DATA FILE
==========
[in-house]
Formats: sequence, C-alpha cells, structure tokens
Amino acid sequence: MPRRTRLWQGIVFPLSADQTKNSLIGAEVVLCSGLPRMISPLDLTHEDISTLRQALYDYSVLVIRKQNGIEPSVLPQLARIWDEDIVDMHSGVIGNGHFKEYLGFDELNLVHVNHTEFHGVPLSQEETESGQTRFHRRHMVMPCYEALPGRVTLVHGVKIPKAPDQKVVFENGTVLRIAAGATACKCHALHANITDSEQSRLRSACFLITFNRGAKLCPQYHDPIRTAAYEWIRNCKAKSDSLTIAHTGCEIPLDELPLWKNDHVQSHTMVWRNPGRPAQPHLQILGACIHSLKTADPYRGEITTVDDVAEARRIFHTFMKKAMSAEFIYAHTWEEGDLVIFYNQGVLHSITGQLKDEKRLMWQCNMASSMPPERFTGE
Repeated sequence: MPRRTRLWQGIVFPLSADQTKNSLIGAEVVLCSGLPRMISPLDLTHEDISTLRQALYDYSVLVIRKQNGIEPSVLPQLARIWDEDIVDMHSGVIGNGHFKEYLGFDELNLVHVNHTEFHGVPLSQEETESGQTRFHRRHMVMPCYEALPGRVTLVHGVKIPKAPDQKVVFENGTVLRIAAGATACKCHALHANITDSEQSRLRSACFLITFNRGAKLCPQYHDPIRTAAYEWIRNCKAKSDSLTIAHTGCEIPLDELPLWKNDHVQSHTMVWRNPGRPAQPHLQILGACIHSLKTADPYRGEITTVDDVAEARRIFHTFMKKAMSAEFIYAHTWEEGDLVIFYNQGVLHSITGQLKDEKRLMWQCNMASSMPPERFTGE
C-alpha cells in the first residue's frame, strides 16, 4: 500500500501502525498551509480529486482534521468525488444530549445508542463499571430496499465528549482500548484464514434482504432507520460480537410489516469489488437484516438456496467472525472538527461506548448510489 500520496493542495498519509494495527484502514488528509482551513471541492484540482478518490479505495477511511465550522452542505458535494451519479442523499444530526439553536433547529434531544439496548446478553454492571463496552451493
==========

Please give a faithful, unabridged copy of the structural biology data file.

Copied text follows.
[in-house]
Formats: sequence, C-alpha cells, structure tokens
Amino acid sequence: MPRRTRLWQGIVFPLSADQTKNSLIGAEVVLCSGLPRMISPLDLTHEDISTLRQALYDYSVLVIRKQNGIEPSVLPQLARIWDEDIVDMHSGVIGNGHFKEYLGFDELNLVHVNHTEFHGVPLSQEETESGQTRFHRRHMVMPCYEALPGRVTLVHGVKIPKAPDQKVVFENGTVLRIAAGATACKCHALHANITDSEQSRLRSACFLITFNRGAKLCPQYHDPIRTAAYEWIRNCKAKSDSLTIAHTGCEIPLDELPLWKNDHVQSHTMVWRNPGRPAQPHLQILGACIHSLKTADPYRGEITTVDDVAEARRIFHTFMKKAMSAEFIYAHTWEEGDLVIFYNQGVLHSITGQLKDEKRLMWQCNMASSMPPERFTGE
Repeated sequence: MPRRTRLWQGIVFPLSADQTKNSLIGAEVVLCSGLPRMISPLDLTHEDISTLRQALYDYSVLVIRKQNGIEPSVLPQLARIWDEDIVDMHSGVIGNGHFKEYLGFDELNLVHVNHTEFHGVPLSQEETESGQTRFHRRHMVMPCYEALPGRVTLVHGVKIPKAPDQKVVFENGTVLRIAAGATACKCHALHANITDSEQSRLRSACFLITFNRGAKLCPQYHDPIRTAAYEWIRNCKAKSDSLTIAHTGCEIPLDELPLWKNDHVQSHTMVWRNPGRPAQPHLQILGACIHSLKTADPYRGEITTVDDVAEARRIFHTFMKKAMSAEFIYAHTWEEGDLVIFYNQGVLHSITGQLKDEKRLMWQCNMASSMPPERFTGE
C-alpha cells in the first residue's frame, strides 16, 4: 500500500501502525498551509480529486482534521468525488444530549445508542463499571430496499465528549482500548484464514434482504432507520460480537410489516469489488437484516438456496467472525472538527461506548448510489 500520496493542495498519509494495527484502514488528509482551513471541492484540482478518490479505495477511511465550522452542505458535494451519479442523499444530526439553536433547529434531544439496548446478553454492571463496552451493